And he found an ally in an unexpected South Korean import from CJ Entus, Kim "Trick" Gang-yun. The hire was a hit: YoungBuck and League of Legends analysts noticed how symbiotic their play was. But YoungBuck points out rather than have one player playing around the other, the mid-jungle pairing enhanced both players. "[They] played off of vision," he said. "Tried to enable each other -- push out mid lane and deep-ward -- or try to find picks. Or Trick would gank mid lane to help him or put vision so Luka could play very aggressive."

Trick also helped PerkZ evolve as a player. Whether it involved positional knowledge from South Korea or his opinion on certain champions, the jungler was ready to assist his mid laner. And it went both ways, as the mid laner conversed about possibly strong jungle picks in the meta. Just as importantly, he taught him how to stay focused.

Fast forward to the summer split, and G2 still leads the European standings, albeit one point ahead of a YellOwStaR-powered Fnatic. In between the spring and summer, the Mid-Season Invitational allowed PerkZ to move closer to achieving his goals: becoming the best mid laner. But it was also a botched event for G2 esports, who found itself eliminated after the group stage, drawing the ire of the most vocal parts of the European League of Legends fan base.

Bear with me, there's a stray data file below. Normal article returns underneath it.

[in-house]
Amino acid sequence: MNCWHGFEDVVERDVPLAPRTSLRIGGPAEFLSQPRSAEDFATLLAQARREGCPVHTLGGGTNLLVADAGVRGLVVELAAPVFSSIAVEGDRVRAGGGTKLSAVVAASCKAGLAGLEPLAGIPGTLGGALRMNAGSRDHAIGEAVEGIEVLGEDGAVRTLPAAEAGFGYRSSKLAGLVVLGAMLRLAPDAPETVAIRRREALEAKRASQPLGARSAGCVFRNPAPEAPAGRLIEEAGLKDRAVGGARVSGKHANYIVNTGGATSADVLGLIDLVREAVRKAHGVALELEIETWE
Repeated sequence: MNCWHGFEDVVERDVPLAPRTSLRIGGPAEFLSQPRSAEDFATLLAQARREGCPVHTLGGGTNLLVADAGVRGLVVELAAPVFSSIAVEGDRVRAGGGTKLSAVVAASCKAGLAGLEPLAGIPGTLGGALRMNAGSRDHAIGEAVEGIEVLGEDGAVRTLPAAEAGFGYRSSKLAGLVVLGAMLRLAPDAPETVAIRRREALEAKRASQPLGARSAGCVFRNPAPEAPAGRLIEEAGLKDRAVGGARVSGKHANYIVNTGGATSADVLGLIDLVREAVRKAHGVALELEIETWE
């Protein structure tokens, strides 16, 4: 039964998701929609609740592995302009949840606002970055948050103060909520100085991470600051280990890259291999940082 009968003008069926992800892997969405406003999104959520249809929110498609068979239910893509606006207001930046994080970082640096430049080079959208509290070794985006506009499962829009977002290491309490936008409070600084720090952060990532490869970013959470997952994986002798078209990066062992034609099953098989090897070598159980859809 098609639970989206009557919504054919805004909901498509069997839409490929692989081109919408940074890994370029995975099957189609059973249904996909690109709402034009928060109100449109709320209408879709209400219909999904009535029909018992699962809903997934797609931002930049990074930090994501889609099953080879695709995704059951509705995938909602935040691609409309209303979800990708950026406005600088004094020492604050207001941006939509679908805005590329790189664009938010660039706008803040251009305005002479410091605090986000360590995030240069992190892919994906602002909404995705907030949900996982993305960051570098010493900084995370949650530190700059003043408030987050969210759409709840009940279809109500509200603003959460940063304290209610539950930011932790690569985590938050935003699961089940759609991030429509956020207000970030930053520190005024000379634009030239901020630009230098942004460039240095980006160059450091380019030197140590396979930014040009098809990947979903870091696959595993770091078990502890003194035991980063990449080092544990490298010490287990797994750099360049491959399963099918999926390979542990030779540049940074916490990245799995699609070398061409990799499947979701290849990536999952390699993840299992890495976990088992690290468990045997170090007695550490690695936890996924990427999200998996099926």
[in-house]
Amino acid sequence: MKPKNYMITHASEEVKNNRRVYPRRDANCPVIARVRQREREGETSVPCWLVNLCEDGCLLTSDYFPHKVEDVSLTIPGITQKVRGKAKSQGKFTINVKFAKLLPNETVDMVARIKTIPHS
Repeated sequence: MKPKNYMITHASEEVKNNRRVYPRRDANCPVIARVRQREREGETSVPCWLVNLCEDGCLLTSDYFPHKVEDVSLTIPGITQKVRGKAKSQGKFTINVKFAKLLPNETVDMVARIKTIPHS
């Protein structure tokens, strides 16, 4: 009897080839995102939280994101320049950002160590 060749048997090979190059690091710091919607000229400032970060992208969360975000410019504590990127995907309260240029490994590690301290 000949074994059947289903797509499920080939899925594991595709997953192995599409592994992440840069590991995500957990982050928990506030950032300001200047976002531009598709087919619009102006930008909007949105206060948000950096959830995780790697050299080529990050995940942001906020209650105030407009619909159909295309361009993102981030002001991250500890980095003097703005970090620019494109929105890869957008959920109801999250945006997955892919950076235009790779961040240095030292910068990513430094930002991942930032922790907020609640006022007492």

"I don't care about people praising me or berating me after MSI because MSI was just a really unlucky event," PerkZ said. "I don't care what happened there. I just want to go to Worlds and show people there."

He went on to describe his mid lane competition, "I thought [Xiaohu] was good but really overrated, playing aggressive. He was getting punished so much, even in games versus us. Against [Royal Never Give Up], we were ahead both games by 3,000 gold or something, and we were the worst team there, and we still almost won a game off RNG."

But one player impressed him, indeed. Let YoungBuck and PerkZ highlight how.

"[PerkZ's] opinion about certain matchups changed after playing against Faker," YoungBuck chimed in. "For example, he thought that Zed was really good against Azir until he played that matchup against Faker and realized how good Azir can actually be against Zed."

PerkZ added, "He's also super aggressive, but the way he plays was so good, so I learned a lot from scrimming [SK Telecom T1] and playing SKT onstage."

With low-mobility mid lane picks entering the meta, PerkZ's flashy displays are less frequent than they used to be.

"Right now, in the meta, when you play Viktor, Azir, Ryze, these kinds of champions [are] very static and don't have a lot of outplay potential, so [PerkZ] has to tone down the aggression a bit," YoungBuck explained. "He still sometimes wants to find that outplay, but usually it isn't there because of the champions that are in the meta."

All in the name of being the best, which may involve surpassing Faker, and sometimes neglecting a few not-so-minute details within the gaming house. As I ask the coach if he wants to tell his mid laner anything, he replies, with barely any hesitation, "Do the dishes. Don't leave the corn flakes on the table."